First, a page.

Friends of the Koala had requested an annual investment of $500,000 for its Northern Rivers Koala Hospital. This funding was intended to cover equipment costs, veterinary staff, and the implementation of critical Chlamydia vaccination projects. Additionally, they sought $200,000 to support the operation of their koala rescue and rehabilitation teams, including enhancing their capacity to respond during natural disasters.

The organisation also asked for a $750,000 capital investment to upgrade and extend its hospital and rehabilitation facilities. Friends of the Koala treats and rehabilitates more than 350 koalas annually, with the number of koalas entering care increasing by 20% in the past financial year.

General Manager Silva Everaers highlighted the urgent need for funds: “Research continues to show that koala populations in the Northern Rivers are of state significance. We are deeply concerned that delays in funding will jeopardise our ability to continue our vital work effectively.”

Everaers noted that while the Environment Minister acknowledged the need to review the NSW Koala Strategy and appreciated their participation in the NSW Koala Summit and the Koala Strategy Discussion Paper, the Budget fails to provide the necessary funding to implement these commitments.

“The necessity to fund the vital work done by koala hospitals and rehabilitates cannot wait. The survival of our organisation, and koalas, depends on it. We need the resources to continue saving koalas every single day – and we need them now,” Everaers emphasised.

Friends of the Koala is supported by 300 volunteers contributing approximately 75,500 hours of unpaid work annually, representing over $3.5 million saved on service costs. This allows the organisation to allocate all revenue towards the support, care, and conservation of koalas.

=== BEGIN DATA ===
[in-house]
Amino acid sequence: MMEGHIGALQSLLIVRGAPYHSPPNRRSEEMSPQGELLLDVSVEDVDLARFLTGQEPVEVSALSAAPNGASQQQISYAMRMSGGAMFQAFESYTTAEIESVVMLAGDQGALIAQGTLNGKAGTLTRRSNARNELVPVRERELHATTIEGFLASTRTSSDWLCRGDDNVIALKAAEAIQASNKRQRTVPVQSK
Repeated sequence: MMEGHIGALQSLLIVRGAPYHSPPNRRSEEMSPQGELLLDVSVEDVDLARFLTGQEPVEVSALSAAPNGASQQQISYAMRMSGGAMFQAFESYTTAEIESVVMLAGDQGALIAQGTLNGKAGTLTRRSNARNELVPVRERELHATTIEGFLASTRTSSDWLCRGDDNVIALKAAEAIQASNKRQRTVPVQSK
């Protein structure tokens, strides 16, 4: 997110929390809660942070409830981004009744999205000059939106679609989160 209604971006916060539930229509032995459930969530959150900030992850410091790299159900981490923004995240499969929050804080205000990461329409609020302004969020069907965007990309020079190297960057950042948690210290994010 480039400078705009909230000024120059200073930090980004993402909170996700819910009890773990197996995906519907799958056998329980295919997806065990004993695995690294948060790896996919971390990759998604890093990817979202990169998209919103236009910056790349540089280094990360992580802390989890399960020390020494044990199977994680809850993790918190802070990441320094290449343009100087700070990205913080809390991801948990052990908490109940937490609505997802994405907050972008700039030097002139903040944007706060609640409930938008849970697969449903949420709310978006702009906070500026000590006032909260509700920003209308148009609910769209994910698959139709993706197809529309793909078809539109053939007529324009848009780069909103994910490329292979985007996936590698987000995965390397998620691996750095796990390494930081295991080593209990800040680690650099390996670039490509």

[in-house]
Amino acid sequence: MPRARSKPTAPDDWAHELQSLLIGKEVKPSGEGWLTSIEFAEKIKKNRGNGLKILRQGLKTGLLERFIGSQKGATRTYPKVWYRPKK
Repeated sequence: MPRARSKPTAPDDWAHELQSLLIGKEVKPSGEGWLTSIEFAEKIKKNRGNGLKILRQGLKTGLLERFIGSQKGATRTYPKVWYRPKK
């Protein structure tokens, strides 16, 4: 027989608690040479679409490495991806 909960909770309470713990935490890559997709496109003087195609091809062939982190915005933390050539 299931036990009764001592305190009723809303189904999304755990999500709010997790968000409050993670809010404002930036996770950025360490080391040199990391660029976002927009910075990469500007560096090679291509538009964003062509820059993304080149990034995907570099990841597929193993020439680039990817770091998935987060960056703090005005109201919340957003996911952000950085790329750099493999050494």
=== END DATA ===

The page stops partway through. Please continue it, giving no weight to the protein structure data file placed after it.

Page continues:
President Allison Kelly highlighted the organisations long history of conservation efforts: “For almost four decades, we have worked to conserve koala habitat and protect koalas, rescuing over 6,000 koalas and releasing more than 2,000 back into the wild.”

Kelly also mentioned their collaboration within the Northern Rivers Koala Network and the formation of the NSW Koala Hospital Alliance with Port Stephens Koala Hospital and Koala Conservation Australia Ltd to support each other’s work and advocate for change across the sector.

“We are frustrated that our efforts and those of the whole sector are not acknowledged in this budget. The wildlife sector across the state provides the government and the people of NSW with an army of passionate individuals working to save and protect our wildlife for future generations. It’s time this is recognized, applauded, and funded properly,” Kelly said.

 

For more local Lismore news, click here.